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abstudent
17-07-2012, 19:31
I'm planing to study LAW in Moscow or Russia
and i need advice ........!!!

i'm in moscow until 28 July
and will come back in September

BEN
By PM please

abstudent
17-07-2012, 19:49
I'm planing to study Law in Russia and will really appreciate if you can advice me
.......................

I speck Russian and i'm here in Moscow until 28 July
i will come back on September

Ben
by PM please

Suvorov
17-07-2012, 20:00
Studying law in Russia is like studying gravity on the Moon. It's there, but far less present than back home.

BabyFirefly
17-07-2012, 20:25
Yeah, I was going to do that, realized it was a bad idea when everyone I told who's farther ahead in my field just laughed.

Arthuro
18-07-2012, 04:32
Absolutely no sense.
better in Europe & US

yakspeare
18-07-2012, 09:24
There is some logic into studying law in Russia-I briefly considered it-because an expat with knowledge of Russian law could be quite useful in business here-especially as a go between middle man-between a western company and the authorities.

Inola
18-07-2012, 11:18
I always wonder at people laughing at the Russian law.. It's not as bad as you might think actually.. First of all, because it's young, i.e. modern.

Russia's problems is not the laws themselves, but their implementation...

yakspeare
18-07-2012, 12:14
I had a friend do law as her second degree here in Krasnodar(at a campus of my university). To get a diploma all had to pay a bribe. She declined and didn't receive it. The irony of a university for lawyers asking for a bribe.lol.

Suvorov
18-07-2012, 12:23
I always wonder at people laughing at the Russian law.. It's not as bad as you might think actually.. First of all, because it's young, i.e. modern.

Russia's problems is not the laws themselves, but their implementation...

Which is the whole point. Western lawyers know the law inside out (or at least that part of the law they specialize in) and can use their knowledge to help their customers (companies, private persons).

In Russia, such knowledge is useless. A judge, either because he doesn't care, or because he has been paid to reach a certain verdict, or because he has been pressured by the authorities, might come to any conclusion whatsoever, not based on the law you spent 4 years studying at all. What, then, does studying this law bring you? You'd be better off spending your 4 years rubbing elbows with high ranking civil servants and business men. After spending your "education" this way, I am sure you'd be far more successful as a lawyer than any MGU-student.

yakspeare
18-07-2012, 12:44
Which is the whole point. Western lawyers know the law inside out (or at least that part of the law they specialize in) and can use their knowledge to help their customers (companies, private persons).

In Russia, such knowledge is useless. A judge, either because he doesn't care, or because he has been paid to reach a certain verdict, or because he has been pressured by the authorities, might come to any conclusion whatsoever, not based on the law you spent 4 years studying at all. What, then, does studying this law bring you? You'd be better off spending your 4 years rubbing elbows with high ranking civil servants and business men. After spending your "education" this way, I am sure you'd be far more successful as a lawyer than any MGU-student.

I am sure any good lawyer would be rubbing elbows with the right people anyway. It is probably an entry into the rub elbow club. I go shooting with a circuit judge and a prominent lawyer, the former also a member of Er(because he has to be)...the connections these two have are clearly from their time as lawyers.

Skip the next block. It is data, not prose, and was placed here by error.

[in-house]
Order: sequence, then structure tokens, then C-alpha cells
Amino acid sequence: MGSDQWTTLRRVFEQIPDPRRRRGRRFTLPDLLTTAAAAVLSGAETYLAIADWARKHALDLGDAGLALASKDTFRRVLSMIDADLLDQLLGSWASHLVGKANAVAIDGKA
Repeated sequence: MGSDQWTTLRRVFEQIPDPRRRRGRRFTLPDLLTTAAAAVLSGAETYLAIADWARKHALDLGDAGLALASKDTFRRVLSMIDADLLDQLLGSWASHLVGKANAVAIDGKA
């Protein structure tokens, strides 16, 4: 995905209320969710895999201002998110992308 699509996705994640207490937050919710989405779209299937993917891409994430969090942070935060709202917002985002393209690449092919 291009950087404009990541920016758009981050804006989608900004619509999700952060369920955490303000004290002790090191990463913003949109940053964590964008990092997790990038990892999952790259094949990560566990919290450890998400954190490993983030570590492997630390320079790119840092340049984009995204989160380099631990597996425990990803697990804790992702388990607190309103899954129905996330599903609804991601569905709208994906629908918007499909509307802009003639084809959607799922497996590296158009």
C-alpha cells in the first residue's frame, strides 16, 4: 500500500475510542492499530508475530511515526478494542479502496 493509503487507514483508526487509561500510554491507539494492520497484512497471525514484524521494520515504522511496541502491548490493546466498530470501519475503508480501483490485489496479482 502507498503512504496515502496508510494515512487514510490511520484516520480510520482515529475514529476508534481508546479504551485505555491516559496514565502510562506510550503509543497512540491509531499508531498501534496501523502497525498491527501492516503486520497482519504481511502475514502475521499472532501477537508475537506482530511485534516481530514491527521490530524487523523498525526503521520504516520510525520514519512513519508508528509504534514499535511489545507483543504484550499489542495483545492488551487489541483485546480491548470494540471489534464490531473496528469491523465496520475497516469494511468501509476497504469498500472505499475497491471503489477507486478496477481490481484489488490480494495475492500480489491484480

Inola
18-07-2012, 13:01
Which is the whole point. Western lawyers know the law inside out (or at least that part of the law they specialize in) and can use their knowledge to help their customers (companies, private persons).

Likewise in Russia


In Russia, such knowledge is useless. A judge, either because he doesn't care, or because he has been paid to reach a certain verdict, or because he has been pressured by the authorities, might come to any conclusion whatsoever, not based on the law you spent 4 years studying at all.

Not all judges take bribes, not all cases have "political" flavour... Good litigation lawyers are not that many.

Litigation is not the only option of legal career. I've been practising law for 8 years now. First time I was in a courtroom for work was a couple of months ago (internships I don't count).


What, then, does studying this law bring you? You'd be better off spending your 4 years rubbing elbows with high ranking civil servants and business men. After spending your "education" this way, I am sure you'd be far more successful as a lawyer than any MGU-student.

Nope, studying law is not really about studying the laws (laws tend to change constantly), it's more about learning how to think as a lawyer, to ask the right questions and where to find the answers.

That's what legal education brings you.

Suvorov
18-07-2012, 13:11
Your statement I responded to was a general one about the law in Russia. You now chose to specify your statement. That's OK, but my overall point still stands.

Inola
18-07-2012, 13:19
Your statement I responded to was a general one about the law in Russia. You now chose to specify your statement. That's OK, but my overall point still stands.

Fine with me :) Your overall statement was studying law in Russia is useless. I disagreed and explained why I disagreed. If you were a lawyer with a degree from a Russian law school, your same statement (studying law in Russia is useless) would have been more substantive.

Suvorov
18-07-2012, 13:27
Fine with me :) Your overall statement was studying law in Russia is useless. I disagreed and explained why I disagreed. If you were a lawyer with a degree from a Russian law school, your same statement (studying law in Russia is useless) would have been more substantive.

We've had our fair share of run ins with the law, thank you very much. Both with the business I'm running and, indirectly, issues my family members in St. Pete had. Our lawyers could point at the articles in the law, sometimes even the Constitution, based on which we should prevail. Surprise, surprise, we didn't. Surprise, surprise, all instances we were either up against the local authorities (St. Pete) or well connected business partners (Moscow).

I'm thrilled that such things as, say, divorce law are so well organized here, but if you tango with the state or business people with "connections" the law is, in fact, useless.